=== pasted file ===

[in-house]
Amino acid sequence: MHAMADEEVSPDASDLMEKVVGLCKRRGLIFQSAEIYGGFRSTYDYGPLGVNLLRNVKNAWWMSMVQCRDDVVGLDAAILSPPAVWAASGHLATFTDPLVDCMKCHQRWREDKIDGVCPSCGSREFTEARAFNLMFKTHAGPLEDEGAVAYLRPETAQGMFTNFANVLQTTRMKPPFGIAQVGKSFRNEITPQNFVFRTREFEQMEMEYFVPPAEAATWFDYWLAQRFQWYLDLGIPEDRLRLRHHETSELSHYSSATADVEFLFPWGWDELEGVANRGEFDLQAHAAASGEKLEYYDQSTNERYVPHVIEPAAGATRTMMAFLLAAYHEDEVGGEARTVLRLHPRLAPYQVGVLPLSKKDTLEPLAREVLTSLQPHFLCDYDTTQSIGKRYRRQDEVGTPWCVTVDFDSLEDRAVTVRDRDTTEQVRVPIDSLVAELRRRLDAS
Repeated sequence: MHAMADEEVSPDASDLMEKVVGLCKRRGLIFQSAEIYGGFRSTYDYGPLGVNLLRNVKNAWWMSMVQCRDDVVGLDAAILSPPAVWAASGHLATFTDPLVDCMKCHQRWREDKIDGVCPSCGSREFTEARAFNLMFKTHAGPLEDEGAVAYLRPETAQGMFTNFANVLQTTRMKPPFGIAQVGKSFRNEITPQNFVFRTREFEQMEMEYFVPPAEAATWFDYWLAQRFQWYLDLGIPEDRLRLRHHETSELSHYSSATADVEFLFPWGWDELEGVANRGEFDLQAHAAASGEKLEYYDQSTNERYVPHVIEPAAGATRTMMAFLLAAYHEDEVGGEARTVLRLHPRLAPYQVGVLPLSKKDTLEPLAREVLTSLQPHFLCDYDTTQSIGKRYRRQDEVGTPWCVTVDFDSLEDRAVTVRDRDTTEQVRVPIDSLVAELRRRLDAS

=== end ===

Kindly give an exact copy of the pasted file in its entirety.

[in-house]
Amino acid sequence: MHAMADEEVSPDASDLMEKVVGLCKRRGLIFQSAEIYGGFRSTYDYGPLGVNLLRNVKNAWWMSMVQCRDDVVGLDAAILSPPAVWAASGHLATFTDPLVDCMKCHQRWREDKIDGVCPSCGSREFTEARAFNLMFKTHAGPLEDEGAVAYLRPETAQGMFTNFANVLQTTRMKPPFGIAQVGKSFRNEITPQNFVFRTREFEQMEMEYFVPPAEAATWFDYWLAQRFQWYLDLGIPEDRLRLRHHETSELSHYSSATADVEFLFPWGWDELEGVANRGEFDLQAHAAASGEKLEYYDQSTNERYVPHVIEPAAGATRTMMAFLLAAYHEDEVGGEARTVLRLHPRLAPYQVGVLPLSKKDTLEPLAREVLTSLQPHFLCDYDTTQSIGKRYRRQDEVGTPWCVTVDFDSLEDRAVTVRDRDTTEQVRVPIDSLVAELRRRLDAS
Repeated sequence: MHAMADEEVSPDASDLMEKVVGLCKRRGLIFQSAEIYGGFRSTYDYGPLGVNLLRNVKNAWWMSMVQCRDDVVGLDAAILSPPAVWAASGHLATFTDPLVDCMKCHQRWREDKIDGVCPSCGSREFTEARAFNLMFKTHAGPLEDEGAVAYLRPETAQGMFTNFANVLQTTRMKPPFGIAQVGKSFRNEITPQNFVFRTREFEQMEMEYFVPPAEAATWFDYWLAQRFQWYLDLGIPEDRLRLRHHETSELSHYSSATADVEFLFPWGWDELEGVANRGEFDLQAHAAASGEKLEYYDQSTNERYVPHVIEPAAGATRTMMAFLLAAYHEDEVGGEARTVLRLHPRLAPYQVGVLPLSKKDTLEPLAREVLTSLQPHFLCDYDTTQSIGKRYRRQDEVGTPWCVTVDFDSLEDRAVTVRDRDTTEQVRVPIDSLVAELRRRLDAS